Ribavirin is an anti-viral drug which is active against a number of DNA and RNA viruses. It is a member of the nucleoside antimetabolite drugs that interfere with duplication of viral genetic material. Though not effective against all viruses, ribavirin has important activities against influenzas, flaviviruses and agents of many viral hemorrhagic fevers.
Ribavirin is a pro-drug, meaning that it is a chemical precursor for the actual phamacologically active molecule. When the pro-drug is administered, the body converts it into the desired chemical. Ribavirin is activated by cellular kinases which change it into the 5' triphosphate nucleotide. In this form it interferes with aspects of RNA metabolism related to viral reproduction.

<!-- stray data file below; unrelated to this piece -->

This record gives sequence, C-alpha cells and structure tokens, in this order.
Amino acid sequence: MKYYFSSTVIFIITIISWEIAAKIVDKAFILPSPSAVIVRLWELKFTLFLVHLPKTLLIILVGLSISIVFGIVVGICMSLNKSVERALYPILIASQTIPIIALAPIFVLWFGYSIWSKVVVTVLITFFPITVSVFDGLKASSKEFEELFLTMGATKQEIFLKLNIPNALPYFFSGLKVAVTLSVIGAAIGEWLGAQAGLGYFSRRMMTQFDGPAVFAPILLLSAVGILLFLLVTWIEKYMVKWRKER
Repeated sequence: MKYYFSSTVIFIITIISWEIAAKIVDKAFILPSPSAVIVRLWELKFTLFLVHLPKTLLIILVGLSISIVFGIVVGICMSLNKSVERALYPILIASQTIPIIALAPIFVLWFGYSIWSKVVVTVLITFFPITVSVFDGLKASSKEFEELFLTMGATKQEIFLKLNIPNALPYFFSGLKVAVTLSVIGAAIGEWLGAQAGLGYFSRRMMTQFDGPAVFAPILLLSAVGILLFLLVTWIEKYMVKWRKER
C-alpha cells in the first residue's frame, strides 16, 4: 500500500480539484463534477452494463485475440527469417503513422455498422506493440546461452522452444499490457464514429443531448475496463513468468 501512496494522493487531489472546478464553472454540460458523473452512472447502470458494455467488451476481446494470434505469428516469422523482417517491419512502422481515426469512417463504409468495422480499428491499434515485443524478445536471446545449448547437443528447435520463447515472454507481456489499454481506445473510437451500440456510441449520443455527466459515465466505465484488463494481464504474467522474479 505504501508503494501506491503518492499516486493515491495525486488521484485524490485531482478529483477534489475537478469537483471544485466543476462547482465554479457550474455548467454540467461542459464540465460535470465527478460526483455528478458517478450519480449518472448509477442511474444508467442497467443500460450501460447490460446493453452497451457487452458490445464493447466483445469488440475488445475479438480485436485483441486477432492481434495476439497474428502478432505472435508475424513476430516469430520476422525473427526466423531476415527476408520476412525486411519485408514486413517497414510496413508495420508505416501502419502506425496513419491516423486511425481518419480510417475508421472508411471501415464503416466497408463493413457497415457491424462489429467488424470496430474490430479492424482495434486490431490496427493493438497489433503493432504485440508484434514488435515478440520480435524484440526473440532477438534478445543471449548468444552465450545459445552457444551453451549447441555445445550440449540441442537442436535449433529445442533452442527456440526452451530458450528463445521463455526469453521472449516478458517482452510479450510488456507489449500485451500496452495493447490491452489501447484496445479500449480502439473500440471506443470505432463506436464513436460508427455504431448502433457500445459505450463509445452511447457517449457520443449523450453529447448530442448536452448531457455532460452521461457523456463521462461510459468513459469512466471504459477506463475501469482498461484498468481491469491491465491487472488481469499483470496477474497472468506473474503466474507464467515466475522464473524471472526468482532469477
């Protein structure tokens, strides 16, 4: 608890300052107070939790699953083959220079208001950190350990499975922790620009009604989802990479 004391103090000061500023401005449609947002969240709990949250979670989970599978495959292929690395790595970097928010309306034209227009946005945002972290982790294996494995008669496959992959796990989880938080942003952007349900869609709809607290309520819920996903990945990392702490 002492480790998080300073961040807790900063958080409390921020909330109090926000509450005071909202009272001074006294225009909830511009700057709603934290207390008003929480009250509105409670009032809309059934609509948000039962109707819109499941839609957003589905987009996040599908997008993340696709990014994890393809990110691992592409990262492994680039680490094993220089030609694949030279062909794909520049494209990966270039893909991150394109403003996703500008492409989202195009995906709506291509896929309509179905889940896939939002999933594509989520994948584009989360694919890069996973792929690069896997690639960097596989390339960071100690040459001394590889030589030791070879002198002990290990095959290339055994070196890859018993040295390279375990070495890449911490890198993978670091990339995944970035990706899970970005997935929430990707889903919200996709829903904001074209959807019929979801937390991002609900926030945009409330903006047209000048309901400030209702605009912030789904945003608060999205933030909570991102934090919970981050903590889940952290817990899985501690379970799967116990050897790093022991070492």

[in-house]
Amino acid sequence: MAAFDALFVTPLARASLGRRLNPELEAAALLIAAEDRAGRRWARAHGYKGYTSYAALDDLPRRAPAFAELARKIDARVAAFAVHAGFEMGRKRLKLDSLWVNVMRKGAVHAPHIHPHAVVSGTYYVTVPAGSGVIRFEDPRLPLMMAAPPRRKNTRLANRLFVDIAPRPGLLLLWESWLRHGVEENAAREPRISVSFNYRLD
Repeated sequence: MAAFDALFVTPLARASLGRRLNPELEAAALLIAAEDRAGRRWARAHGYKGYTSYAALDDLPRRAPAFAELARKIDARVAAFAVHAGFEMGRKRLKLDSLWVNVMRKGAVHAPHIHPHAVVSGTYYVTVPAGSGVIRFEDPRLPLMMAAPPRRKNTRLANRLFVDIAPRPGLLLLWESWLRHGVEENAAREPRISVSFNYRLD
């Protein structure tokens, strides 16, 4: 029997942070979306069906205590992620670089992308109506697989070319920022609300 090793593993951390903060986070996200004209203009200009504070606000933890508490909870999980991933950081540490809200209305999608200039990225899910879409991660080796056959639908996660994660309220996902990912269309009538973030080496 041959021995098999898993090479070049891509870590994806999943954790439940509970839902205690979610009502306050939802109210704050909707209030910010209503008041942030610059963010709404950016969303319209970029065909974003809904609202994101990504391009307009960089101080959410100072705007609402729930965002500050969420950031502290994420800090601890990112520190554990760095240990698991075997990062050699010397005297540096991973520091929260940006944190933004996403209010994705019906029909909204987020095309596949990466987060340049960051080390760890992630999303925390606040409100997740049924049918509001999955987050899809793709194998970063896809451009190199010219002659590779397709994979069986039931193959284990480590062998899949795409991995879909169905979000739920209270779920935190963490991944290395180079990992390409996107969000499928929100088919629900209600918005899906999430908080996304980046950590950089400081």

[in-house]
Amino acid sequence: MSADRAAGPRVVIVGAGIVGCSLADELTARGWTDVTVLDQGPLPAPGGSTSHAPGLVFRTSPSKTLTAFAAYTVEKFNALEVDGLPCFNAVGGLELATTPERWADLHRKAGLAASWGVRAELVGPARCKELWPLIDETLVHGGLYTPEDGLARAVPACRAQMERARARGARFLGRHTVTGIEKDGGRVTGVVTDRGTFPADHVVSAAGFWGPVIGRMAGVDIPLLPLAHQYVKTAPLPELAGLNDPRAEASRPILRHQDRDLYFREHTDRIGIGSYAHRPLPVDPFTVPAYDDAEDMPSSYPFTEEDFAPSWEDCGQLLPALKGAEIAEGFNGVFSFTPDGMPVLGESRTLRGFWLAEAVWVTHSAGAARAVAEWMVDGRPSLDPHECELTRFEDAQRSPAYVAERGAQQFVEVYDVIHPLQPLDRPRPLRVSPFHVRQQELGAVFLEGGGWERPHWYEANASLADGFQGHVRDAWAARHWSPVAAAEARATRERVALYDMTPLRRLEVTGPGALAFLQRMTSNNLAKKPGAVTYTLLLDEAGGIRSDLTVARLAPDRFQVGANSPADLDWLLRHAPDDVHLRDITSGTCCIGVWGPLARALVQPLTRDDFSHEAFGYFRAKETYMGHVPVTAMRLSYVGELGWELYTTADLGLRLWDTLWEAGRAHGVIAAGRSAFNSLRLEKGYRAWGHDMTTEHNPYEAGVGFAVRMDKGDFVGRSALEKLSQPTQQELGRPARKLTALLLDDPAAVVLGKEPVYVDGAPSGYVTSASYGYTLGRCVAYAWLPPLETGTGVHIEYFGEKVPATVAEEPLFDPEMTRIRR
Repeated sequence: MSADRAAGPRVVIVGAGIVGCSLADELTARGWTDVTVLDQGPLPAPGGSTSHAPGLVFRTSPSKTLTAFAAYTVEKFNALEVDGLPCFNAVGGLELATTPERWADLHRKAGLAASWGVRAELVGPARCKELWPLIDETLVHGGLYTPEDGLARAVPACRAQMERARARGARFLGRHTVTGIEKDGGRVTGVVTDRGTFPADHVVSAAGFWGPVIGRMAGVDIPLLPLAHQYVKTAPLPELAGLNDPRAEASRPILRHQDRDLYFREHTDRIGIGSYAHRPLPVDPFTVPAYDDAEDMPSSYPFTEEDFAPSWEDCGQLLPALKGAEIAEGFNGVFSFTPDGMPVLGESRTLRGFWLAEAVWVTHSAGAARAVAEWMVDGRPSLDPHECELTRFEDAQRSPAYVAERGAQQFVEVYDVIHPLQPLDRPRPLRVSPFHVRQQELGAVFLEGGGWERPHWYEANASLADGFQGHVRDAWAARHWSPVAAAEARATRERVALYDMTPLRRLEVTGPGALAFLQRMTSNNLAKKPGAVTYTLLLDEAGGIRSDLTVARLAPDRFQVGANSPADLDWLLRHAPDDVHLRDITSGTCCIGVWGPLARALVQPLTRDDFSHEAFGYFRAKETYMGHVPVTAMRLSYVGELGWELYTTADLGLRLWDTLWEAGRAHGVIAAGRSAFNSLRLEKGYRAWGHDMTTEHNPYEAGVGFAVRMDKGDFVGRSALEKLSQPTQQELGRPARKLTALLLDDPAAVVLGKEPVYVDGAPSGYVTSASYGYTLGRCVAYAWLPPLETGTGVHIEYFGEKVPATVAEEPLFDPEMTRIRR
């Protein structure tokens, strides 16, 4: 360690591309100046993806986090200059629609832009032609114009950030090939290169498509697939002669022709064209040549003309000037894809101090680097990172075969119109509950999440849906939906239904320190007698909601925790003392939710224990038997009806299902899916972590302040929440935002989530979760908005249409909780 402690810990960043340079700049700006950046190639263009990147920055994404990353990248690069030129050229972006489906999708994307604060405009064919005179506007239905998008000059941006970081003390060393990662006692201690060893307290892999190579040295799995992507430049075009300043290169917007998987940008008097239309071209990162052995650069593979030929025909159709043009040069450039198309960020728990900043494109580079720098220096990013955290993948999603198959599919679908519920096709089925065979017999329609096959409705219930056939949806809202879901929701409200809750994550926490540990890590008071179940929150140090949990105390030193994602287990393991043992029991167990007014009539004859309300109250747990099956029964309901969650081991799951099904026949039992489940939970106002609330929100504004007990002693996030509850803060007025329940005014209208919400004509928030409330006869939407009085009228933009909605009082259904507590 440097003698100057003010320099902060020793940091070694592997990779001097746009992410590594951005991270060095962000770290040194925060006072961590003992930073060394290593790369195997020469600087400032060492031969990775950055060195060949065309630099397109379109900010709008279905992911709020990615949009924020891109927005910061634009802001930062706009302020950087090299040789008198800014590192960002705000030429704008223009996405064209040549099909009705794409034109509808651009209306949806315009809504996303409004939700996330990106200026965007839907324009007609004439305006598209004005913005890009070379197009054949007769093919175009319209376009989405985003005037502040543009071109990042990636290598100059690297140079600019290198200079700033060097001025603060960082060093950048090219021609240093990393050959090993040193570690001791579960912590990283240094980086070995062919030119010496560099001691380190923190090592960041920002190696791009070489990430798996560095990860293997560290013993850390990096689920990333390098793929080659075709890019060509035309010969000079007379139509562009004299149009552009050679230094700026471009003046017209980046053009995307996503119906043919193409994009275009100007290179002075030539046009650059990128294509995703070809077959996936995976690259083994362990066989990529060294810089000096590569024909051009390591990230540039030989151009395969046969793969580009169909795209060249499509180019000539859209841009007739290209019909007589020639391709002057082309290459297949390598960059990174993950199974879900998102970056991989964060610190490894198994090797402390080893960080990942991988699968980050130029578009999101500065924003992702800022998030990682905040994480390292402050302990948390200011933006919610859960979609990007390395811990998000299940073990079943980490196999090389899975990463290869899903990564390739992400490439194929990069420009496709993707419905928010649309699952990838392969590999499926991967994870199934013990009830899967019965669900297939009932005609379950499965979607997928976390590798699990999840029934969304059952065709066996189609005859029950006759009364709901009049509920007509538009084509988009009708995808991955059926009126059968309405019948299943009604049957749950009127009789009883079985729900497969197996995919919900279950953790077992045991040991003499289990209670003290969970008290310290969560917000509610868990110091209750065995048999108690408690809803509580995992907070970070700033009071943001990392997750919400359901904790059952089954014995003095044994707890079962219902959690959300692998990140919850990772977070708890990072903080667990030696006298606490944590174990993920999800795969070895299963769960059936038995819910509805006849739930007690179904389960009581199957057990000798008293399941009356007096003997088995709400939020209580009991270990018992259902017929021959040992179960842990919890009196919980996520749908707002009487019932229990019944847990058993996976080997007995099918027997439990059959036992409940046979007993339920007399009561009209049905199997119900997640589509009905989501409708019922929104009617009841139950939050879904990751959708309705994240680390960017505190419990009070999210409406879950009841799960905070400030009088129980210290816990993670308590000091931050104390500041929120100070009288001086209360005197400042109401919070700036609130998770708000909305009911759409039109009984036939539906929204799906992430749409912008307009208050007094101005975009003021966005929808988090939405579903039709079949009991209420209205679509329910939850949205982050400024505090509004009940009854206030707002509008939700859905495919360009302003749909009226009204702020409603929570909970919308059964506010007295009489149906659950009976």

Ribavirin's carboxamide group can made the native nucleoside drug resemble adenosine or guanosine, depending on its rotation. For this reason, when ribavirin is incorporated into RNA, as a base analog of either adenine or guanine it pairs equally well with either uracil or cytosine, inducing mutations in RNA-dependent replication in RNA viruses. Such hypermutation can be lethal to RNA viruses. Ribavirin 5' mono- di- and tri-phosphates, in addition, are all inhibitors of certain viral RNA-dependent RNA polymerases which are a feature of RNA viruses (save for retroviruses). Neither of these mechanisms explains ribavirin's effect on many DNA viruses, which is more of a mystery. Ribavirin 5'-monophosphate inhibits cellular inosine monophosphate dehydrogenase, thereby depleting intracellular pools of GTP. This mechanism may be useful in explaining the drug's general cytotoxic and anti-DNA replication effect (i.e. its toxicity) as well as some effect on DNA viral replication